Letter from the Editor

What makes a great statesman? Many men and women have filled the halls of city government, state legislatures and the U.S. Capitol. But as they come and go, some are forgotten, cast into the annals of history along with the write-up in the local newspaper of their park clean-up initiative or a photograph of the time they cut the ribbon at the opening of a new ice cream parlor.

Anyone can be a statesman; with enough personality, the right connections and a little cash, a campaign is a walk in the park for some of America’s most elite. To be a great statesman, however, I believe you must be born with a fire burning inside of you — never satisfied with the state of the world and set off by the spark that pushes you to do more.

They say that to be a great statesman you must have four qualities: a bedrock of principles, a moral compass, a vision and the ability to build a consensus to achieve that vision. In reviewing the strong slate of candidates presented to us for our 2013-2014 Student Body President and Vice President, I believe we have been truly blessed. We have six tickets willing to fight for the privilege to serve our community; not one, elected by default, with nothing to prove and few tangible results besides Hydration Stations and Domer Dollars at Let’s Spoon to show for their legacy.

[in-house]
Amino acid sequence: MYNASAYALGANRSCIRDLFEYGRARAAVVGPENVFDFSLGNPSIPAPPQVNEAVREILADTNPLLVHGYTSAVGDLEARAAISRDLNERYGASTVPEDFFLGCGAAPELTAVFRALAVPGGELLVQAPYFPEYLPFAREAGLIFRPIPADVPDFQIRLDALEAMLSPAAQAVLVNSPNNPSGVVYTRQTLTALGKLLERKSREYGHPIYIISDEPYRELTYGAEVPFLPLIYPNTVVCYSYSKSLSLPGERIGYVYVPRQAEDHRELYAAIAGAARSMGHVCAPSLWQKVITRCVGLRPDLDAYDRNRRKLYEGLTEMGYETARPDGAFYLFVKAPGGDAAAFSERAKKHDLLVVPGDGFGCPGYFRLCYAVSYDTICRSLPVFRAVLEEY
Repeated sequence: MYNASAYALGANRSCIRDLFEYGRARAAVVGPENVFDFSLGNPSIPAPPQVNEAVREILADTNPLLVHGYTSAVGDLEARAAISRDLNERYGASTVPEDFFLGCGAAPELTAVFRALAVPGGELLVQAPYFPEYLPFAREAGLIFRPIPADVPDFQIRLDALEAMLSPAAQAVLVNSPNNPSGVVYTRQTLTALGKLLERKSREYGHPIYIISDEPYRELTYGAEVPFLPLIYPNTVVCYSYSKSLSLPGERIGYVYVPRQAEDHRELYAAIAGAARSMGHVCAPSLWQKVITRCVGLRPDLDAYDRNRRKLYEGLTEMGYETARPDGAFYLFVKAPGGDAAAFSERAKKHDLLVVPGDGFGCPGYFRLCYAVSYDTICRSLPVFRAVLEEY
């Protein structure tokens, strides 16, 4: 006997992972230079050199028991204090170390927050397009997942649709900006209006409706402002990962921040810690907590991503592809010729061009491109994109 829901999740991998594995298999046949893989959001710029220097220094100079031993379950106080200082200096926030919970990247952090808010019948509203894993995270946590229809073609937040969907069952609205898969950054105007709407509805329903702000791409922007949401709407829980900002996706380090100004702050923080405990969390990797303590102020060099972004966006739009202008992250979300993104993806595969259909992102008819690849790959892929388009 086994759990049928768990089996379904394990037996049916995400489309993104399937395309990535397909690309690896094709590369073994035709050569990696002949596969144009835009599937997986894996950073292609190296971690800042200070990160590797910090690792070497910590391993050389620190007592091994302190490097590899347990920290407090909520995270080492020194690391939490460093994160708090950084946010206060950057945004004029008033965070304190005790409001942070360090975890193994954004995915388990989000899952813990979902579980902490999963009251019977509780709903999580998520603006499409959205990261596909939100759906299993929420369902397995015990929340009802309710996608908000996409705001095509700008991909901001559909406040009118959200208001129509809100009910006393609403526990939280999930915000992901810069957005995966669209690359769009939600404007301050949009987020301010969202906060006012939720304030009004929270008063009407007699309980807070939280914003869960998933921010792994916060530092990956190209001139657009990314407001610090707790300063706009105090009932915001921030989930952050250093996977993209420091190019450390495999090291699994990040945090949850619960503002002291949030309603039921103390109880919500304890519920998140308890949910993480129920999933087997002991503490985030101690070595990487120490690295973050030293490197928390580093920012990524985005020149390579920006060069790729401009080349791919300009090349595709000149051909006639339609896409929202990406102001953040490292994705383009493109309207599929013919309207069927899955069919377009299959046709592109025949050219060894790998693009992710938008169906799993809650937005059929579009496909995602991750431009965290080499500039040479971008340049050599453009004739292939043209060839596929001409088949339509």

This year’s candidates want to make student government more visible and more transparent, and turn it into a body that listens and responds to students’ needs with meaningful policy action. They desire to inspire unity and build support for all the university’s family, furthering the LGBT and minority acceptance initiatives started by administrations and clubs prior. They also want to strengthen the bond between South Bend and the university, some hoping to create more areas like Eddy Street Commons where students can hang out beyond the campus bubble.

Of the six, Scholastic has chosen to endorse someone whom I believe to have the makings of a great statesman (p.19). He believes in equality and social justice, turning principles into policy with the establishment of a Gay-Straight Alliance to close the deficit in the university’s policy which does not protect every one of its family from discrimination. There is more work to be done, though, and this candidate knows that. He has presented a vision and has a proven track record in his ability to compromise and make his visions a reality.

You have many choices before you on Feb. 6. While we have chosen a candidate, there is more than one with the experience, charisma and platform to serve the student body well. Consider, however, the potential for a legacy, the possibilities for the future of Notre Dame and the mountains there are yet to climb to make this community one by the students, for the students.

And then vote.

Happy reading,

Clara Ritger